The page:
Answering the Weekly, Fahmi argued that the possibility of Iran reaching resolution with the international community over its nuclear programme this year would make Tehran more willing and capable of engaging in regional conflict management, should the Iranian leadership opt for statesmanship rather than a more aggressive foreign policy. “This debate continues within the Iranian body-politic,” he said.

Once Iran is no longer politically isolated, Fahmi said, Arab countries would have to decide on what to do with the new development. A first step, he added, is for Arab countries to underline that they would continue to refuse interference in their internal affairs and insist on the preservation of their security interests.

Meanwhile, Fahmi also agreed that a relatively peaceful transition of power in Saudi Arabia could leave Riyadh more capable of pursuing its regional influence and promoting regional stability.

Developments on the Iranian and Saudi fronts, come what may, should not, in Fahmi’s opinion, hamper Cairo’s démarche to pursue the promotion of its vision for the future of the region, which he again asserts should recognise the rights of all Arab citizens to freedom and development according to national, but never ethnic or faith, affiliation.

The promotion of an Egyptian vision for the future of the region should also be shared and supported across North Africa — a zone of great interest to Egypt. Working closely not just with neighbouring North African countries but also with all African countries, whose trust was regained by Cairo during the ministerial tenure of Fahmi, is a key factor in promoting an Egyptian vision for regional stability, Fahmi said.

The challenges are so many, he added, and working to resolve them will require a lot of work and resources. Above all, it requires an internal strength that can only be secured through solidifying the national front.

But is Egypt ready with a vision to offer its neighbours and the world? Said Fahmi: “We will have to have some concrete suggestions, I agree.” He added that it should be a vision that receives the support of as many countries as possible, if it is to actually influence regional developments.

 “Don’t forget that when the US acted to liberate Kuwait from the Iraqi invasion it built an international coalition, and that when Egypt pursued the launch of NAM [the Non-Aligned Movement] with Yugoslavia and India [it did the same],” he reminded.

In the course of engaging wider interests, Fahmi said, Egypt will need to listen to others and maybe incorporate their views into a wider vision. There are particular staging points, Fahmi said, whereby Egypt could assert its vision and assume its regional responsibility.

A first stop is the Arab Summit, due to be hosted and chaired by Egypt in eight weeks. “This would surely be an opportunity for President Al-Sisi to lay out a vision for the Arab world and to engage with all Arab leaders in order to set the principles that govern the rights of citizenship in the Arab world.”

For example, Fahmi argued, this new vision should offer a formula for regional security, Arab economic cooperation and speak to the future role of the Arab League, now approaching its 70th anniversary.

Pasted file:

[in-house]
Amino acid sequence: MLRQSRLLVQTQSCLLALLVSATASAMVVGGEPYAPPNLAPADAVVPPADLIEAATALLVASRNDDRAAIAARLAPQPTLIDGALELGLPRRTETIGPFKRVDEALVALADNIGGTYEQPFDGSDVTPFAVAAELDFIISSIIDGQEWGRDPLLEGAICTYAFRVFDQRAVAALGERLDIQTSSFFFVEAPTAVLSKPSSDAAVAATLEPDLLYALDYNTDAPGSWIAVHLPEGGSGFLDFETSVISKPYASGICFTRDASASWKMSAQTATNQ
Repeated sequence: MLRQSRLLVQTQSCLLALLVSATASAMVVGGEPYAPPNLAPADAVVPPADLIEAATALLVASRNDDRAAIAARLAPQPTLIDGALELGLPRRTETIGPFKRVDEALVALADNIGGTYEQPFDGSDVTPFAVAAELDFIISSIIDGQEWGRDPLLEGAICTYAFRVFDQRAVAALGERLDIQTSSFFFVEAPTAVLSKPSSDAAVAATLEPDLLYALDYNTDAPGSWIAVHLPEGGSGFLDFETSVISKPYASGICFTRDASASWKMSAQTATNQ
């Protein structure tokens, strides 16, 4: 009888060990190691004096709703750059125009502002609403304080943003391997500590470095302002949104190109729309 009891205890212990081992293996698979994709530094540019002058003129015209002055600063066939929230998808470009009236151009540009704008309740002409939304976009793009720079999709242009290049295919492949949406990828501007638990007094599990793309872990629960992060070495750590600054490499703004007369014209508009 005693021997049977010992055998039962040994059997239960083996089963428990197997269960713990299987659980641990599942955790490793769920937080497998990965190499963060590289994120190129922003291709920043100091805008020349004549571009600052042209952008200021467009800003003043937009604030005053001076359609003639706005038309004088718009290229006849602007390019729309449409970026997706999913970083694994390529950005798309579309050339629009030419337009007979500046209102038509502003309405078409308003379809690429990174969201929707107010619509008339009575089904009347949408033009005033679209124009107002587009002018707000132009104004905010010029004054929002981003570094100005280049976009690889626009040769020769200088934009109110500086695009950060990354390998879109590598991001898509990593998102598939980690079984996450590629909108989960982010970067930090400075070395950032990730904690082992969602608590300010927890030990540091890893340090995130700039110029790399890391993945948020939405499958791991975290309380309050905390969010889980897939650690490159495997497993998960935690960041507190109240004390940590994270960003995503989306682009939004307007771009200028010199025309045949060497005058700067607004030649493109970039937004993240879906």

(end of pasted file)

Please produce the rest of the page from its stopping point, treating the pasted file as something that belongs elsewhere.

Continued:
The vision that Fahmi is hoping to hear at the Arab Summit should include a workable formula towards the liberation of the occupied Palestinian territories and other Israeli-occupied Arab territories, and should include an outreach scheme to establish solid ties across all neighbours in the Arab world.

There is another opportunity for Egypt that Fahmi is certain will come in 2015: assuming a non-permanent two-year seat in the UN Security Council. “Egypt will certainly get the seat,” Fahmi asserts.

As he explained, the rules and procedures of the UN allow a seat for an Arab country once every two years. The rotation is done between the Arab countries in Asia and North Africa. This time the seat is designated for a North Africa Arab country.

 “There are no other candidates but Egypt, so it is coming our way and we should be ready with a vision to share with the world on our regional issues and on international security. This is the real challenge. It is not one of getting the seat, but rather one of making the best of having the seat.”

Fahmi is inspired by the success he argues Egypt had in the last year and half in getting the world to see its point of view post-30 June — especially that the threat of extremism and terrorism is never a strictly domestic issue for one country, but rather a transnational challenge.

He said he is confident that Egypt is up to the task of returning to its central role as a regional player in international relations. He argued that it is in the interests of everyone that Egypt fills the political and strategic vacuum that opened since Cairo became consumed with domestic affairs.

 “I think it is self-evident that Egypt faces serious challenges with extremism, as with the economic demands of a largely youthful 90-million population that has for a number of years been denied basic economic growth and job creation,” he said.

The “new Egypt” that the world is hoping to see, Fahmi argued, is one that is capable of living up to these challenges, “on the basis of the rule of law and equality of citizenship,” while at the same time engaging the world with ideas for the future, particularly the future of the region.